# Is my T2 truncation scheme for CCSD a good idea?

Hi everyone,

I want to examine how CCSD will perform if I drop some of the double excitation terms, and I was wondering how to do such calculation using psi4. The following are some of my thoughts.

My understanding is that the conventional CCSD will include all single and double excitation terms. But what if my computing resource is limited? Can I reduce the cost of CCSD by dropping some of the insignificant double excitation terms and still can guarantee some chemical accuracy (1kcal/mol)?

My original plan was to first do MP2 calculation and set some energy threshold to screen insignificant terms, so that I have now from full T2 terms to new trimmed T2’ terms (T2’ is a smaller subset of T2). Then, there are two possible approaches:

1. I somehow feed this T2’ to CCSD algorithm and get an energy E’, and compare E’ with the energy from CCSD with full T2 terms E.
2. I calculate how much energy does each T2 contributes in the original CCSD, and sum energies caused by trimmed T2’ terms and see how much energy is recovered with trimmed T2’ terms. Maybe this is easier to realize in PSI4 compared to first approach?

I think you mean to say that you’re dropping amplitudes, not terms. In quantum chemistry jargon, amplitudes are the coefficients of the cluster operator (t^ij_ab) and terms are tensor contractions of amplitudes and integrals that appear in the equations for energy and amplitude stationarity.

I can’t identify your question. Are you asking for ways to reduce the cost of coupled cluster? Are you asking which of (1) or (2) is easier to implement in a prototype?

Not worth it in my opinion. The accuracy of CCSD itself is barely better than MP2 except in maybe few cases. Can even be worse. The (T) in CCSD(T) is the expensive part.

You may wish to look into FNO and the various OSV/PNO approaches.

1. Sorry for the confusion. Yes, I want to drop amplitudes. Or, probably equivalently setting some of the `t^ij_ab` amplitudes always equal to zero.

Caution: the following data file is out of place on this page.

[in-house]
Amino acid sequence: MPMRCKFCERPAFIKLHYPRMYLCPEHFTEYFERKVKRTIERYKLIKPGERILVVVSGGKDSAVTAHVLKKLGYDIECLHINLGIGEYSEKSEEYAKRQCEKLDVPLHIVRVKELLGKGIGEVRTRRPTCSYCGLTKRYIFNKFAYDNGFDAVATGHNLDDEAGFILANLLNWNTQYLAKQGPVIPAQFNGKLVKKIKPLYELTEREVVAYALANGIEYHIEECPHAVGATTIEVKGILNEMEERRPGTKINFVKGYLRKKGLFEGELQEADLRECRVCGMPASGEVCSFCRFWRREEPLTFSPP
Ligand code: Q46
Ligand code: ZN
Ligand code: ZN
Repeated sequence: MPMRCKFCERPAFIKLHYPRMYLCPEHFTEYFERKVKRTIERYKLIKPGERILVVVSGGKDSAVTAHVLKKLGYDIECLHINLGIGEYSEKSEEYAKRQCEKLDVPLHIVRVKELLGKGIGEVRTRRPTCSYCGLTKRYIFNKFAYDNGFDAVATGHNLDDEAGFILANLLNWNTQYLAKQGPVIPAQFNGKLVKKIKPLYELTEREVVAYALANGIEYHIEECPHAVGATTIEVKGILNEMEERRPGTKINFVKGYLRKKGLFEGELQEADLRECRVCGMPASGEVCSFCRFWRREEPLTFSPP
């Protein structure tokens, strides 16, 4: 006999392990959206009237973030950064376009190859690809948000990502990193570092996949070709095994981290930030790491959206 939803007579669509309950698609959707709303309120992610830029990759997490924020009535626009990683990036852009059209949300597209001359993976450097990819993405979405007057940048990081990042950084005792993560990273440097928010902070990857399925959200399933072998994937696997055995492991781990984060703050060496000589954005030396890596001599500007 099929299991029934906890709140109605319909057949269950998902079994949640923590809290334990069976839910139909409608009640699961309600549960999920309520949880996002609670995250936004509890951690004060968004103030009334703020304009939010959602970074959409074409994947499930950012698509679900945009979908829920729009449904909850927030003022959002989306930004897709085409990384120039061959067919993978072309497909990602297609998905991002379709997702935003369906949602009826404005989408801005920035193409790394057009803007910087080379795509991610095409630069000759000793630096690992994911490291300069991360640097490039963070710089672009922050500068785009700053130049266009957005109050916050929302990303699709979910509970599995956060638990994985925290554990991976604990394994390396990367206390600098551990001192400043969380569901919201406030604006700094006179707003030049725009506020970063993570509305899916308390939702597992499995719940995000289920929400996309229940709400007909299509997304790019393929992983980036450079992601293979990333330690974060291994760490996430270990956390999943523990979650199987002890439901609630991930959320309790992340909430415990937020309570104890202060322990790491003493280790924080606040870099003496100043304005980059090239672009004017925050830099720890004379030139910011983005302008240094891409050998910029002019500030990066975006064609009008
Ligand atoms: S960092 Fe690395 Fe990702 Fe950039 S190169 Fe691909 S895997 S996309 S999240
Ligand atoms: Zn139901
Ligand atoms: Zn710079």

2. I mean (1) and (2) which is more realistic to realize. I prefer realizing (1) but I guess that is not easy, so I provide a possible approach (2).

I just need to keep enough double excitation amplitudes to reach chemical accuracy. I want to use those double excitation terms in some quantum computing algorithm (VQE with UCC ansatz), in which each double excitation term counts. So I want to cut as many double excitation terms as possible as first guess of UCC ansatz.

I was wondering if this was related to your UCC/VQE question. Chemical accuracy may be the ultimate goal, but what you really need from CCSD is a good guess to the UCCSD amplitudes.

First, I’d be cautious about assuming that the UCCSD and CCSD amplitudes will be similar enough that a CCSD guess is advantageous. I’d recommend checking that for simple systems before proceeding.

If you decide you still want to go through with this, try the frozen virtual or density-fitting (DF) approximations before trying to make your own.
Frozen-Virtual: Amplitudes indexed by orbitals that are high-energy virtuals are arbitrarily zero. This is risky
DF: This is an approximate factorization of the two-electron integrals. Needing to contract smaller tensors means contractions are less expensive. I know this is discussed in Psi4Numpy.

Yes, they’re related to UCC/VQE question, but a difference one. You are right that CCSD amplitudes is probably not enough for UCCSD, but it is the best I can do currently for my purpose.